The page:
Helsinki – New tire labelling regulations will come into effect in the European Union on 1 May, with the aim of making it easier to compare the performance of different tires and guide buyers towards safer, more eco-friendly choices.
The new labels will be required on tires manufactured after April 2021 – replacing the labelling system used on all-season, summer and non-studded winter tires sold in the EU since 2012.
The standardised scheme has until now applied only to tires for passenger cars, SUVs, and vans, with the required information covering rolling-resistance, wet-grip, and external rolling noise.
Under the revised regulation, tires must also show ratings for grip on snow and ice and carry a QR code intended to provide information to an EU-wide database – while the scheme has also been extended to truck and bus tires.
In a 22 April release about the new labels, winter tire specialist Nokian Tyres noted that in practice, wet grip is the opposite of ice grip as developing one usually reduces the other.
“Tires designed for central Europe emphasise the characteristics required on bare roads, whereas the ice grip symbol indicates that the tire genuinely works and remains safe in the challenging Nordic winter conditions,” the Finnish company stated.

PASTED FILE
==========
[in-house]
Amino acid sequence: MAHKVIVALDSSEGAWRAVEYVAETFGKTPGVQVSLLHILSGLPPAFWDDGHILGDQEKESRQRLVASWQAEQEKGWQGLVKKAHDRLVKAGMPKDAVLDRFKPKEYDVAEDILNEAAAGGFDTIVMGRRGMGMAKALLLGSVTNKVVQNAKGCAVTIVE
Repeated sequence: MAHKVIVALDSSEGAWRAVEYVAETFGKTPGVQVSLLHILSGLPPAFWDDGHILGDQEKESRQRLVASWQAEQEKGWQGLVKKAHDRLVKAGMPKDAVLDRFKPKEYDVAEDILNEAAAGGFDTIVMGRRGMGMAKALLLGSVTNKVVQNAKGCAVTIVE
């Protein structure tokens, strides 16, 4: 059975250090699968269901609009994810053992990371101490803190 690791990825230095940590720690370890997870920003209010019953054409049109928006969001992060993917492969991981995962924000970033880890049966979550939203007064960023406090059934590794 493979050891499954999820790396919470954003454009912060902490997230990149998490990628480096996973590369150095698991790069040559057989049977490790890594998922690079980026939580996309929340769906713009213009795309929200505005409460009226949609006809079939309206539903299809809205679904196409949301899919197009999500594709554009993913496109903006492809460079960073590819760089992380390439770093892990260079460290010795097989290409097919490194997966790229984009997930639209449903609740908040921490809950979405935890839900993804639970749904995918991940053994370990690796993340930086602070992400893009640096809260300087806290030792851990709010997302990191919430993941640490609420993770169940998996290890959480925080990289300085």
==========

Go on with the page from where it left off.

“We do not recommend using tires designed for central Europe under conditions that they are not intended," said Matti Morri, technical customer service manager at Nokian Tyres.
While sustainability requirements will emphasise low rolling-resistance and fuel-economy, Teppo Siltanen, product manager, Nokian Heavy Tyres underlined the need to maintain a good balance of tire characteristics – citing, for example, the importance of snow-grip in Germany and the Nordic countries.
With regard to the QR code, Nokian Tyres’ SRA manager Jarmo Sunnari explained that this will guide consumers to a massive database with information on all of the tires available on the European market.
The product information, he said, is standardised, “allowing for an easy comparison of the tires.”
Nokian went on to note that the EU scheme will eventually be expanded, with tire labels also reporting wear and the tire's service life on the road.
“The decision has already been made but confirming the test methods will take years,” the tire maker concluded.